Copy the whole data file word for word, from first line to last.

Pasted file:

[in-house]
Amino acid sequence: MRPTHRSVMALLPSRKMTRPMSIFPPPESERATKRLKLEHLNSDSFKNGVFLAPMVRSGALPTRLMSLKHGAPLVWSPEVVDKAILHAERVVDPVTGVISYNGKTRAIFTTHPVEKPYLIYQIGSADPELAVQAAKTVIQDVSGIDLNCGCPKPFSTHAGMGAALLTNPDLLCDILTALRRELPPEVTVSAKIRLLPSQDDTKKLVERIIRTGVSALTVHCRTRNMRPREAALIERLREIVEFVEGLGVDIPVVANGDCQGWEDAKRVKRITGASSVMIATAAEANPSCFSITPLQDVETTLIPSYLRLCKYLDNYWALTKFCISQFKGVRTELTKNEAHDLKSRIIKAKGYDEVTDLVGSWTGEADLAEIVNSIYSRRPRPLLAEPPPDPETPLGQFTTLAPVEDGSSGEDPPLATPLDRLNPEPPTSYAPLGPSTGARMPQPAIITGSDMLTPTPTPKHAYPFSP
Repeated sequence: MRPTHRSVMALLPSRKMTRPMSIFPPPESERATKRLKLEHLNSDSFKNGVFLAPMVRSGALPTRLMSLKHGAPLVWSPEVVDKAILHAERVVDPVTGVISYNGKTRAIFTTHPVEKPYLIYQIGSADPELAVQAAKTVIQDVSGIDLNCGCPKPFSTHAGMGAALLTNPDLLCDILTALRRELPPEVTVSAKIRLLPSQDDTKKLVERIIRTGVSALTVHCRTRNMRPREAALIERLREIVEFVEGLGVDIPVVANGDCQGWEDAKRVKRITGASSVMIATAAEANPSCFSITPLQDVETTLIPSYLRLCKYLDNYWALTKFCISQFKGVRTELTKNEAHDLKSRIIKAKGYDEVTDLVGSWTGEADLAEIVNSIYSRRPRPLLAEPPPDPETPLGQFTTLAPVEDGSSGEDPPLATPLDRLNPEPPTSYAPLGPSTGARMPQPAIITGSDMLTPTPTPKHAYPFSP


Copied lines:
[in-house]
Amino acid sequence: MRPTHRSVMALLPSRKMTRPMSIFPPPESERATKRLKLEHLNSDSFKNGVFLAPMVRSGALPTRLMSLKHGAPLVWSPEVVDKAILHAERVVDPVTGVISYNGKTRAIFTTHPVEKPYLIYQIGSADPELAVQAAKTVIQDVSGIDLNCGCPKPFSTHAGMGAALLTNPDLLCDILTALRRELPPEVTVSAKIRLLPSQDDTKKLVERIIRTGVSALTVHCRTRNMRPREAALIERLREIVEFVEGLGVDIPVVANGDCQGWEDAKRVKRITGASSVMIATAAEANPSCFSITPLQDVETTLIPSYLRLCKYLDNYWALTKFCISQFKGVRTELTKNEAHDLKSRIIKAKGYDEVTDLVGSWTGEADLAEIVNSIYSRRPRPLLAEPPPDPETPLGQFTTLAPVEDGSSGEDPPLATPLDRLNPEPPTSYAPLGPSTGARMPQPAIITGSDMLTPTPTPKHAYPFSP
Repeated sequence: MRPTHRSVMALLPSRKMTRPMSIFPPPESERATKRLKLEHLNSDSFKNGVFLAPMVRSGALPTRLMSLKHGAPLVWSPEVVDKAILHAERVVDPVTGVISYNGKTRAIFTTHPVEKPYLIYQIGSADPELAVQAAKTVIQDVSGIDLNCGCPKPFSTHAGMGAALLTNPDLLCDILTALRRELPPEVTVSAKIRLLPSQDDTKKLVERIIRTGVSALTVHCRTRNMRPREAALIERLREIVEFVEGLGVDIPVVANGDCQGWEDAKRVKRITGASSVMIATAAEANPSCFSITPLQDVETTLIPSYLRLCKYLDNYWALTKFCISQFKGVRTELTKNEAHDLKSRIIKAKGYDEVTDLVGSWTGEADLAEIVNSIYSRRPRPLLAEPPPDPETPLGQFTTLAPVEDGSSGEDPPLATPLDRLNPEPPTSYAPLGPSTGARMPQPAIITGSDMLTPTPTPKHAYPFSP